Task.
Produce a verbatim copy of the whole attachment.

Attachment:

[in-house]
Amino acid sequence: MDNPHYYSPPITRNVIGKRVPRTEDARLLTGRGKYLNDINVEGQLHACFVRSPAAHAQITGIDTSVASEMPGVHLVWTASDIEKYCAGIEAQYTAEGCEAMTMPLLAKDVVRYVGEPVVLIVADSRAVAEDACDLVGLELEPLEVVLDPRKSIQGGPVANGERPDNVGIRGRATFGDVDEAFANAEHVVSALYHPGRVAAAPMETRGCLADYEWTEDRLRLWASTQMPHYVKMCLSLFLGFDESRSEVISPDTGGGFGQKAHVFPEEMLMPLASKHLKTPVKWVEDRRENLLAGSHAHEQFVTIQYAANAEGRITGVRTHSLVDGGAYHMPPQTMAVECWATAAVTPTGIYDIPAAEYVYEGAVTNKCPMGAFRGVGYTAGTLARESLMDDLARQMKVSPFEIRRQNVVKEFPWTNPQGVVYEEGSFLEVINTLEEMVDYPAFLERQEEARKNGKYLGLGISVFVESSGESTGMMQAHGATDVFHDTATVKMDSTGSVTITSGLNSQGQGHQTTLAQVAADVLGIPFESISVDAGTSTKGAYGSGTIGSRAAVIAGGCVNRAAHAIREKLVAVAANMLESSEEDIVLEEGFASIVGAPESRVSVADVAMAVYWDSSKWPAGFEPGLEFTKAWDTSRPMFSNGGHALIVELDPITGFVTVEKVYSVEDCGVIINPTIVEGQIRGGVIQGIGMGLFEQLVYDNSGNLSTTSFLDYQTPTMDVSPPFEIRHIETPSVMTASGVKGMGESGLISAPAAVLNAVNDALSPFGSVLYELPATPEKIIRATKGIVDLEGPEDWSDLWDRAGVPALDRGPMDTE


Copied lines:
[in-house]
Amino acid sequence: MDNPHYYSPPITRNVIGKRVPRTEDARLLTGRGKYLNDINVEGQLHACFVRSPAAHAQITGIDTSVASEMPGVHLVWTASDIEKYCAGIEAQYTAEGCEAMTMPLLAKDVVRYVGEPVVLIVADSRAVAEDACDLVGLELEPLEVVLDPRKSIQGGPVANGERPDNVGIRGRATFGDVDEAFANAEHVVSALYHPGRVAAAPMETRGCLADYEWTEDRLRLWASTQMPHYVKMCLSLFLGFDESRSEVISPDTGGGFGQKAHVFPEEMLMPLASKHLKTPVKWVEDRRENLLAGSHAHEQFVTIQYAANAEGRITGVRTHSLVDGGAYHMPPQTMAVECWATAAVTPTGIYDIPAAEYVYEGAVTNKCPMGAFRGVGYTAGTLARESLMDDLARQMKVSPFEIRRQNVVKEFPWTNPQGVVYEEGSFLEVINTLEEMVDYPAFLERQEEARKNGKYLGLGISVFVESSGESTGMMQAHGATDVFHDTATVKMDSTGSVTITSGLNSQGQGHQTTLAQVAADVLGIPFESISVDAGTSTKGAYGSGTIGSRAAVIAGGCVNRAAHAIREKLVAVAANMLESSEEDIVLEEGFASIVGAPESRVSVADVAMAVYWDSSKWPAGFEPGLEFTKAWDTSRPMFSNGGHALIVELDPITGFVTVEKVYSVEDCGVIINPTIVEGQIRGGVIQGIGMGLFEQLVYDNSGNLSTTSFLDYQTPTMDVSPPFEIRHIETPSVMTASGVKGMGESGLISAPAAVLNAVNDALSPFGSVLYELPATPEKIIRATKGIVDLEGPEDWSDLWDRAGVPALDRGPMDTE